Chef Trotter Wonders If You Might Have Time For Lunch?

There are things in life that are assumed. If a famous chef invites me for a meal, then obviously the only questions are when and where. And when the chef doing the inviting is one who literally put Chicago’s culinary scene on the map, it’s actually hard to remember  that you actually need to say “yes!” when asked.

Thank goodness I had the presence of mind to answer out loud. I still remember my friend Les looking at me in disbelief, eyes wide, grinning. Few invitations in life are quite so exciting.

Adriana disappeared only to return a few minutes later, sparkling wine in hand. Was this really happening? From the expressions on Les and the filmmakers’ faces, we were clearly all wondering the same thing. Adriana knew what was going on, and kindly ushered us into the kitchen. We were to eat at Chef Trotter’s kitchen table–meaning the table in his set or studio kitchen, not the restaurant.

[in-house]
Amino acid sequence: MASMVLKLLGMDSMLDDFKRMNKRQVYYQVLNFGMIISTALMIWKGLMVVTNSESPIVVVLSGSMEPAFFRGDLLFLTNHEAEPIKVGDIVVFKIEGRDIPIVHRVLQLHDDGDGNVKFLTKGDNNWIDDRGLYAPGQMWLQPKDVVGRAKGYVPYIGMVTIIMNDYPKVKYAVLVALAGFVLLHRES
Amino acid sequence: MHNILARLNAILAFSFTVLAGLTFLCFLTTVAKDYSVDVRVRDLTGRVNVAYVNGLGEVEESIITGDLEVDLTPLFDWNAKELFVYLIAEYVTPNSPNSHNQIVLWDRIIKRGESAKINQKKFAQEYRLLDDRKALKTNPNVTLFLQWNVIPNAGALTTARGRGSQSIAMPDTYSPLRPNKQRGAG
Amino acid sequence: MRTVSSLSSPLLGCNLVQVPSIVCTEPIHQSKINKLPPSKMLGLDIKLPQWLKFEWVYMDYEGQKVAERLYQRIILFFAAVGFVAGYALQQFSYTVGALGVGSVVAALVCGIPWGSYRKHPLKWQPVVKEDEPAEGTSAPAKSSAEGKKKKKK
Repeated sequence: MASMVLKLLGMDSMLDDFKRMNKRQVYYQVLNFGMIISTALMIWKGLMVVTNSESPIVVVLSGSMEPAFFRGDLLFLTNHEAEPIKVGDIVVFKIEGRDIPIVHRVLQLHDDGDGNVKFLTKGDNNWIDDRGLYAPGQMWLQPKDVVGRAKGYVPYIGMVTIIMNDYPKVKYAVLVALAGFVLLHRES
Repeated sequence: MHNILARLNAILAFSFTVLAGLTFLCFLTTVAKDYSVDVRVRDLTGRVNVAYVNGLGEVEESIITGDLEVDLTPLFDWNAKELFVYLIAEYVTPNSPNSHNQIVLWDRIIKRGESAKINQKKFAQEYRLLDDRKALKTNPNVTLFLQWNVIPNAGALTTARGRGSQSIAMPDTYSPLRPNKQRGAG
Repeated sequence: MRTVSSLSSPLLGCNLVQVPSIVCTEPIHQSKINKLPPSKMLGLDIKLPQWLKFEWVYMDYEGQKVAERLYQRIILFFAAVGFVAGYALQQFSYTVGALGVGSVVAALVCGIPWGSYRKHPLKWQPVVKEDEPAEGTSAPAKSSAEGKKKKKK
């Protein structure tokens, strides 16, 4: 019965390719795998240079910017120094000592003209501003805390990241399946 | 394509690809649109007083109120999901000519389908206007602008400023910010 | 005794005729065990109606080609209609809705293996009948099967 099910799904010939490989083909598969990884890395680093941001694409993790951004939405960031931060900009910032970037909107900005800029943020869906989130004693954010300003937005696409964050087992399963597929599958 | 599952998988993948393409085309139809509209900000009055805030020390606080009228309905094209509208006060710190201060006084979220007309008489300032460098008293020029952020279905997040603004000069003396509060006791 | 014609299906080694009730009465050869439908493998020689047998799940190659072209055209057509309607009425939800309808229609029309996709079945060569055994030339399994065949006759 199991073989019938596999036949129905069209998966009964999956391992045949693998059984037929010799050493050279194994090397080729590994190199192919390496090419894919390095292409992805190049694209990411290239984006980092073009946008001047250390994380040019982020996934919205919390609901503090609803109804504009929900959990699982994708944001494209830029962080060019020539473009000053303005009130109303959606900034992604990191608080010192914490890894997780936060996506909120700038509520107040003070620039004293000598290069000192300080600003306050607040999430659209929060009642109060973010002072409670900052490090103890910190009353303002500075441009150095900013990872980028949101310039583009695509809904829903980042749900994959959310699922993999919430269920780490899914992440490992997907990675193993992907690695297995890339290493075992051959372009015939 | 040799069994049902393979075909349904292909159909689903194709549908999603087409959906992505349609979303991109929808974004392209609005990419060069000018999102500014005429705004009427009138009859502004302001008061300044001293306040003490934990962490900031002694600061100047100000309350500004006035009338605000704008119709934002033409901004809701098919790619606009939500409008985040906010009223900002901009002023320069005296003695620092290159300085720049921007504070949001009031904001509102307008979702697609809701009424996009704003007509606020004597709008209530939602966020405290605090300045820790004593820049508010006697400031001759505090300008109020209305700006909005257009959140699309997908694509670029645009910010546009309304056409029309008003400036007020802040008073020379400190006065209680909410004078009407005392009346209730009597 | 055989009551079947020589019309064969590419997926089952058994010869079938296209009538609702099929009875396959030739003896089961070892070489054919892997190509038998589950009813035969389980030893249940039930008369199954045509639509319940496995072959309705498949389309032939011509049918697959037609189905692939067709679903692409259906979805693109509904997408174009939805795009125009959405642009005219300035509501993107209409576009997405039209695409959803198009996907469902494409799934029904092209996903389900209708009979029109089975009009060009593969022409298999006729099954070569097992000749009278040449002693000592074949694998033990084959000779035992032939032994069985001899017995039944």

Let’s talk about the lunch guests for a moment. We had Lester and myself from The Peterson Garden Project, and then the film crew from Crosstown Productions. We were joined by close friends of Rochelle Trotter who were at the restaurant for a photo shoot for Today’s Chicago Woman, her stylist and hairdresser.  So we were not only treated to lunch at Trotter’s, we were treated to lunch at Trotter’s with family friends. It was a very big deal.